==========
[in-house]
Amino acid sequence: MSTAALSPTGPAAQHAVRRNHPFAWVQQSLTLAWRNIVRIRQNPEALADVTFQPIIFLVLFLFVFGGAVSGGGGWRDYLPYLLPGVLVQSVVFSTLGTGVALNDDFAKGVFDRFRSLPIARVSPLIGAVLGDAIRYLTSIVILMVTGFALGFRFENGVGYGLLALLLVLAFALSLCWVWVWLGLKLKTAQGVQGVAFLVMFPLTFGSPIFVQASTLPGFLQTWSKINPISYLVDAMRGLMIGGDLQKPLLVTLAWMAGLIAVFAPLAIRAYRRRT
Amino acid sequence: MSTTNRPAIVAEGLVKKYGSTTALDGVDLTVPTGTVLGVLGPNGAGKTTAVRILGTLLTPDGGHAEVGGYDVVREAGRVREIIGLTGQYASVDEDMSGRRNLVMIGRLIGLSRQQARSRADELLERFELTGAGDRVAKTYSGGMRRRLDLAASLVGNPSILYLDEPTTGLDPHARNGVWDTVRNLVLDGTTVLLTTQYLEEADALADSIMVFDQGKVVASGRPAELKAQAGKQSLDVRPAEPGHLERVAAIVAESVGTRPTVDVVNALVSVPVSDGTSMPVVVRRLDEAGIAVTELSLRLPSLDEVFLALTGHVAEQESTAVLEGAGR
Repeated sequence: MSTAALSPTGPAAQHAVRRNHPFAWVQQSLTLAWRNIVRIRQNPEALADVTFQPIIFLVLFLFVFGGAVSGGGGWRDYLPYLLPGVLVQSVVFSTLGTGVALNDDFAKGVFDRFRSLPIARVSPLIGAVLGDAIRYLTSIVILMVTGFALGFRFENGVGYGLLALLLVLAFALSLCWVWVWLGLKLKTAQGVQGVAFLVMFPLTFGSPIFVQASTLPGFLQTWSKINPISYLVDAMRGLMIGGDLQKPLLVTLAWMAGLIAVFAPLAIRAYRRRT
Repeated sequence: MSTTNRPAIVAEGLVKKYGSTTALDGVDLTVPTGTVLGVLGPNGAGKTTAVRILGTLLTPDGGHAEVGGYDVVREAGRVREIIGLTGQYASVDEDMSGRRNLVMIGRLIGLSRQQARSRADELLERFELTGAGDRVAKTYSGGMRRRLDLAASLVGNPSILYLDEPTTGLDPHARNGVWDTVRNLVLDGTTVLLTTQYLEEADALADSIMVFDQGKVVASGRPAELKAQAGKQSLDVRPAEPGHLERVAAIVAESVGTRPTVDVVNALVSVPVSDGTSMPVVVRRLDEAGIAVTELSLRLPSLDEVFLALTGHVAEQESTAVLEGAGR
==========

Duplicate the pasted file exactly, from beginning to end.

[in-house]
Amino acid sequence: MSTAALSPTGPAAQHAVRRNHPFAWVQQSLTLAWRNIVRIRQNPEALADVTFQPIIFLVLFLFVFGGAVSGGGGWRDYLPYLLPGVLVQSVVFSTLGTGVALNDDFAKGVFDRFRSLPIARVSPLIGAVLGDAIRYLTSIVILMVTGFALGFRFENGVGYGLLALLLVLAFALSLCWVWVWLGLKLKTAQGVQGVAFLVMFPLTFGSPIFVQASTLPGFLQTWSKINPISYLVDAMRGLMIGGDLQKPLLVTLAWMAGLIAVFAPLAIRAYRRRT
Amino acid sequence: MSTTNRPAIVAEGLVKKYGSTTALDGVDLTVPTGTVLGVLGPNGAGKTTAVRILGTLLTPDGGHAEVGGYDVVREAGRVREIIGLTGQYASVDEDMSGRRNLVMIGRLIGLSRQQARSRADELLERFELTGAGDRVAKTYSGGMRRRLDLAASLVGNPSILYLDEPTTGLDPHARNGVWDTVRNLVLDGTTVLLTTQYLEEADALADSIMVFDQGKVVASGRPAELKAQAGKQSLDVRPAEPGHLERVAAIVAESVGTRPTVDVVNALVSVPVSDGTSMPVVVRRLDEAGIAVTELSLRLPSLDEVFLALTGHVAEQESTAVLEGAGR
Repeated sequence: MSTAALSPTGPAAQHAVRRNHPFAWVQQSLTLAWRNIVRIRQNPEALADVTFQPIIFLVLFLFVFGGAVSGGGGWRDYLPYLLPGVLVQSVVFSTLGTGVALNDDFAKGVFDRFRSLPIARVSPLIGAVLGDAIRYLTSIVILMVTGFALGFRFENGVGYGLLALLLVLAFALSLCWVWVWLGLKLKTAQGVQGVAFLVMFPLTFGSPIFVQASTLPGFLQTWSKINPISYLVDAMRGLMIGGDLQKPLLVTLAWMAGLIAVFAPLAIRAYRRRT
Repeated sequence: MSTTNRPAIVAEGLVKKYGSTTALDGVDLTVPTGTVLGVLGPNGAGKTTAVRILGTLLTPDGGHAEVGGYDVVREAGRVREIIGLTGQYASVDEDMSGRRNLVMIGRLIGLSRQQARSRADELLERFELTGAGDRVAKTYSGGMRRRLDLAASLVGNPSILYLDEPTTGLDPHARNGVWDTVRNLVLDGTTVLLTTQYLEEADALADSIMVFDQGKVVASGRPAELKAQAGKQSLDVRPAEPGHLERVAAIVAESVGTRPTVDVVNALVSVPVSDGTSMPVVVRRLDEAGIAVTELSLRLPSLDEVFLALTGHVAEQESTAVLEGAGR